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I run a convert *.tif bla.pdf command sometimes with say 60 images. Now this renders my computer unusable until it finishes.

I tried using nice and ionice but it did not help much.

Is there a way to limit resources (disk read/writes and maybe cpu) to the convert command?

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ionice -c 3 (idle priority class) should have no impact on regular system activity. If you say it still renders your computer unusable, I'd suspect something is wrong (e.g. had disk problems, etc.) You need to trace and fix that problem first. Check your logs (especially the kernel log) for unusual errors, etc. –  haimg Nov 26 '12 at 15:57
    
Maybe it is because it uses a lot of CPU as well. I actually tried to "chain" ionice and nice ionice -c 3 nice -n 20 convert. Is it a bad idea? –  To Do Nov 26 '12 at 16:05
    
It's not a bad idea per se (nice and ionice are orthogonal), but I'd rather find out what's wrong before trying random tricks. Your computer should not behave like this in any case, it's not normal. –  haimg Nov 26 '12 at 16:41
    
I think that nice and ionice only modify priority to commands but do not prevent them to use all resources. The moment another app requires resources it needs to "wait" until the operation ends to get it's needs. What about using ulimit to keep a "reserve" i/O and cpu? –  To Do Nov 26 '12 at 16:48

2 Answers 2

up vote 1 down vote accepted

Actually the problem is that all the tiff files were being loaded into RAM at one time. The problem was not related to CPU usage nor to read/write operations to disk (well, sortof). It was filling RAM (4Gb) and then using Swap.

So, as suggested by someone I split the procedure in two steps.

  1. find . -iname '*.tif' | xargs -I% convert % %.pdf converts each image separately
  2. pdftk *.pdf cat output merged.pdf && rm *.tif.pdf merges the pdf files and deletes the individual pdf's.

Overall it was faster and the computer was not blocked.

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Try installing and using "cpulimit". I think the detrimental effect that such processes (convert/imagemagick batches) have is more likely due to CPU load than I/O, at least that's my impression. I'm not sure about RAM; I actually I'm not sure that convert will load all into RAM at once. For example, even if you convert a PDF with imagemagick, it will first use gs and extract page by page, and then convert the PGN pages on /tmp to whatever specification and format you gave on imagimagick/convert (but in the other hand that's the "other way around", extracting images from PDF rather than generating the PDF, so I don't know).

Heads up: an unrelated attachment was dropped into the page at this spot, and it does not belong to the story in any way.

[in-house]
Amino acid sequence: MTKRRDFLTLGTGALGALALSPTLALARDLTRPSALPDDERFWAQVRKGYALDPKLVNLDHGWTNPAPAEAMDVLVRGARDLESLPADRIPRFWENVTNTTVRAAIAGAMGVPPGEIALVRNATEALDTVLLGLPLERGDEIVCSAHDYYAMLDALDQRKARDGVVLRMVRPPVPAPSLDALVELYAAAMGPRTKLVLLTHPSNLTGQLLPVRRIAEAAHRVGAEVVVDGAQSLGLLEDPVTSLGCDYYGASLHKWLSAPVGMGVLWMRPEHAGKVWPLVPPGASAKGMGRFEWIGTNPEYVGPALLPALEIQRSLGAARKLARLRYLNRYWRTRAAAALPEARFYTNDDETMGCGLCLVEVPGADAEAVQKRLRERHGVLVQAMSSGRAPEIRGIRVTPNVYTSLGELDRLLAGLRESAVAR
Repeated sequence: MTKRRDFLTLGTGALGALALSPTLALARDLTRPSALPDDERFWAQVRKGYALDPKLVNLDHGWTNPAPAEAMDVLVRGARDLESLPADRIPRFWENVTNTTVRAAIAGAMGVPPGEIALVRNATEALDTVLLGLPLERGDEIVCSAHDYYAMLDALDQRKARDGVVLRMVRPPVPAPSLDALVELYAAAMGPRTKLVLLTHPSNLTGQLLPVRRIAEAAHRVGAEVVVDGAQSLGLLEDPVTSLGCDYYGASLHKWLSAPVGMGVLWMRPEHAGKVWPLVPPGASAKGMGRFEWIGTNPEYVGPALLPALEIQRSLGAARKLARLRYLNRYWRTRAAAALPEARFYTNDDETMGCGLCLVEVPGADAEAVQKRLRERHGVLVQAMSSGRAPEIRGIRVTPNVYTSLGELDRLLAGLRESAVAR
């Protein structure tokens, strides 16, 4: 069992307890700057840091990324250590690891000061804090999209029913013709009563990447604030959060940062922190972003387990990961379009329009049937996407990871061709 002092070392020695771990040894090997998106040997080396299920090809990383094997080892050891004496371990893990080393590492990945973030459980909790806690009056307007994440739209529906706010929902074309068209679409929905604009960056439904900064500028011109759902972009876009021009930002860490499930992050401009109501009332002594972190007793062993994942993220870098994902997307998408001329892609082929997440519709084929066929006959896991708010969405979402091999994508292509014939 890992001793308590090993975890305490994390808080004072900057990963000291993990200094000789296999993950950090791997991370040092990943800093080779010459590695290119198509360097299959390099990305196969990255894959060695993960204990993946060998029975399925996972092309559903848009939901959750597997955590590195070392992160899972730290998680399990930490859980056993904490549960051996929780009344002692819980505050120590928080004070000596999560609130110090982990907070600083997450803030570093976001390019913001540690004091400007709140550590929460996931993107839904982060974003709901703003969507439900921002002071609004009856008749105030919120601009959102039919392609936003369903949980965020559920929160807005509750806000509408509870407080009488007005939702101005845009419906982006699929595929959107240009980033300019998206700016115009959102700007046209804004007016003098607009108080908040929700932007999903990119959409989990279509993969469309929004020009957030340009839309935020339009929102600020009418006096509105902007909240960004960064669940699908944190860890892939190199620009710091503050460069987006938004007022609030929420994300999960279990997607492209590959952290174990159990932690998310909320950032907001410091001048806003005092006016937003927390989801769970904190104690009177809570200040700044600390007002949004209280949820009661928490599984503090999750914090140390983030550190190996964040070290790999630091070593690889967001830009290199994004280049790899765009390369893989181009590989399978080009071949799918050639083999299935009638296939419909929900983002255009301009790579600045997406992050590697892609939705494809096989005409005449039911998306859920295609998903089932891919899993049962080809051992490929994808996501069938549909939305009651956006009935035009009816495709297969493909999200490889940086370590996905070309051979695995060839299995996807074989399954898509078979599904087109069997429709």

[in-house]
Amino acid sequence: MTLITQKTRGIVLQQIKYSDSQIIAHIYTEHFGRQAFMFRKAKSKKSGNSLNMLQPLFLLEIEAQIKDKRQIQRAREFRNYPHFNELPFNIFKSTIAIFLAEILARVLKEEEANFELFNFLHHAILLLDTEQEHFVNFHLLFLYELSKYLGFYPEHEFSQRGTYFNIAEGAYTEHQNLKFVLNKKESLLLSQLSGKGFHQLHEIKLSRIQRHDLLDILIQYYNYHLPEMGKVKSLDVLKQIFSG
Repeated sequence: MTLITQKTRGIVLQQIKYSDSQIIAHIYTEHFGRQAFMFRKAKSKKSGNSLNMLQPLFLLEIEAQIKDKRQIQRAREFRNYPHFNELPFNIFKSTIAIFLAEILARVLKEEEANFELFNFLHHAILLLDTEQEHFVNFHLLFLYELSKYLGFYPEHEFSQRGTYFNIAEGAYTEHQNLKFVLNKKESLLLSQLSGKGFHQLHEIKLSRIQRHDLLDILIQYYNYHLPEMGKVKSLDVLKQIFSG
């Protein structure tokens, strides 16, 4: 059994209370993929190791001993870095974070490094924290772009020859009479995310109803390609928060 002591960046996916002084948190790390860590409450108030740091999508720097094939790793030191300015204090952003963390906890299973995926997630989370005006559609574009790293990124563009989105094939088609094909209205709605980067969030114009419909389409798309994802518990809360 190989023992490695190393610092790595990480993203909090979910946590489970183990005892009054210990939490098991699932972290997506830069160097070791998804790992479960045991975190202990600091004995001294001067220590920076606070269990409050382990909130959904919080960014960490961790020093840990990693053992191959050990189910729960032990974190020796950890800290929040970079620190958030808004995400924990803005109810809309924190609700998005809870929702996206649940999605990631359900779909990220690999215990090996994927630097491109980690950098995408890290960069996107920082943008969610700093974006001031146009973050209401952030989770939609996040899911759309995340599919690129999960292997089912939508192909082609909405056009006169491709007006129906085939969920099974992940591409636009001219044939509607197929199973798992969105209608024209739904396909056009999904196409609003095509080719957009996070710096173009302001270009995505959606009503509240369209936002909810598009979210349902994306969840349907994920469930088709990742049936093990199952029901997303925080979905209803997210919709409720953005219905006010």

I have the impression that cpulimit is more effective on longstanding processes or "endogenous" batch processes of a given process (like whatever imagemagick does), but that it doesn't work as well dealing with something that's repeatedly called in a bash loop, for example (unless perhaps it's on a script and cpulimit is issue to restrict the CPU usage of that script). To reduce the CPU load of repeatedly running processes I think the best way is to add some arbitrary delay (sleep) within the loop (it can be somehow adaptive, like modulating the sleep time by some number you get from something like "top" or perhaps preferably some other, less cpu-intensive itself (something on /proc/stat ?), indication of CPU usage).

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The swap becomes heavily used and RAM almost full. –  To Do Jul 15 at 7:28

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